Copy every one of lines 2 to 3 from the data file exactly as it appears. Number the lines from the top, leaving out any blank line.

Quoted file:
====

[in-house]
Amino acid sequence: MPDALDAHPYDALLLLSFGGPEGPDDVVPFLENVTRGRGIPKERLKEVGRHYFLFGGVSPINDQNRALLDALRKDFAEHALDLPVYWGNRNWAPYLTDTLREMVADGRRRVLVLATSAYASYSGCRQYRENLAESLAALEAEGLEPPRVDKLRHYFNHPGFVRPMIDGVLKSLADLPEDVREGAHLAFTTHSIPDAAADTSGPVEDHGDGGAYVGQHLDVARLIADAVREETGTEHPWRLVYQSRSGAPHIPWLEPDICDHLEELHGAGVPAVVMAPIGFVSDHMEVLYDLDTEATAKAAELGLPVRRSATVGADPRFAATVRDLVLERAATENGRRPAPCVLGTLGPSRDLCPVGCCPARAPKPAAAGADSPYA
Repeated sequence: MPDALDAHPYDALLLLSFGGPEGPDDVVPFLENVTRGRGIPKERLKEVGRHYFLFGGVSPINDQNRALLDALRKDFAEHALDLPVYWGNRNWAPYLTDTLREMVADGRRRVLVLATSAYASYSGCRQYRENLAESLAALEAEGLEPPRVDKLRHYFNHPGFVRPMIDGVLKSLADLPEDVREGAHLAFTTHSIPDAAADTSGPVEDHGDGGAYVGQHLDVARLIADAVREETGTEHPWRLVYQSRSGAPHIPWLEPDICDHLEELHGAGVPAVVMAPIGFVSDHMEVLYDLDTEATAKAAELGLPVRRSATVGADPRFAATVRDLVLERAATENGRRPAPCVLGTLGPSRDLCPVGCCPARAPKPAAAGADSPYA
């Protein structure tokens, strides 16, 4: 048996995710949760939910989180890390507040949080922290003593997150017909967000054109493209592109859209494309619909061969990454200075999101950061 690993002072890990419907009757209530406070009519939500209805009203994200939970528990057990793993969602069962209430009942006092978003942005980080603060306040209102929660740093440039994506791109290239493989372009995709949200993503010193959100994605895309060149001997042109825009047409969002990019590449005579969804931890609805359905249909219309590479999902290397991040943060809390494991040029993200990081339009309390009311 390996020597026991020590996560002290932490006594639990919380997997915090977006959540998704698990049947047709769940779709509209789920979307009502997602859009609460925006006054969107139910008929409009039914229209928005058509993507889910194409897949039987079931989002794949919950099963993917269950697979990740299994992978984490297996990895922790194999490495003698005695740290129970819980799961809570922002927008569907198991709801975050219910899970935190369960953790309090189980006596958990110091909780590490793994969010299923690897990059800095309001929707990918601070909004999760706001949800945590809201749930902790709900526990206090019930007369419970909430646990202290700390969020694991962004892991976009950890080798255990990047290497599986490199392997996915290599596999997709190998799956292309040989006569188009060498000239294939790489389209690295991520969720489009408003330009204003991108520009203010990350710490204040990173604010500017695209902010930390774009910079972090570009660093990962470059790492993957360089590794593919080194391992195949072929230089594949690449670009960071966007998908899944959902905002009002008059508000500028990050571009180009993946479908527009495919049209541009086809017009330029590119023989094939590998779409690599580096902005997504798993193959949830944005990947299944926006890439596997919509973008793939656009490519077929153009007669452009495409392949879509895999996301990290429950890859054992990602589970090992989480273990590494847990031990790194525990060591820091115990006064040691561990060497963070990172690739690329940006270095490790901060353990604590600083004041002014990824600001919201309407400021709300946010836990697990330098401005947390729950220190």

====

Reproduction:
Amino acid sequence: MPDALDAHPYDALLLLSFGGPEGPDDVVPFLENVTRGRGIPKERLKEVGRHYFLFGGVSPINDQNRALLDALRKDFAEHALDLPVYWGNRNWAPYLTDTLREMVADGRRRVLVLATSAYASYSGCRQYRENLAESLAALEAEGLEPPRVDKLRHYFNHPGFVRPMIDGVLKSLADLPEDVREGAHLAFTTHSIPDAAADTSGPVEDHGDGGAYVGQHLDVARLIADAVREETGTEHPWRLVYQSRSGAPHIPWLEPDICDHLEELHGAGVPAVVMAPIGFVSDHMEVLYDLDTEATAKAAELGLPVRRSATVGADPRFAATVRDLVLERAATENGRRPAPCVLGTLGPSRDLCPVGCCPARAPKPAAAGADSPYA
Repeated sequence: MPDALDAHPYDALLLLSFGGPEGPDDVVPFLENVTRGRGIPKERLKEVGRHYFLFGGVSPINDQNRALLDALRKDFAEHALDLPVYWGNRNWAPYLTDTLREMVADGRRRVLVLATSAYASYSGCRQYRENLAESLAALEAEGLEPPRVDKLRHYFNHPGFVRPMIDGVLKSLADLPEDVREGAHLAFTTHSIPDAAADTSGPVEDHGDGGAYVGQHLDVARLIADAVREETGTEHPWRLVYQSRSGAPHIPWLEPDICDHLEELHGAGVPAVVMAPIGFVSDHMEVLYDLDTEATAKAAELGLPVRRSATVGADPRFAATVRDLVLERAATENGRRPAPCVLGTLGPSRDLCPVGCCPARAPKPAAAGADSPYA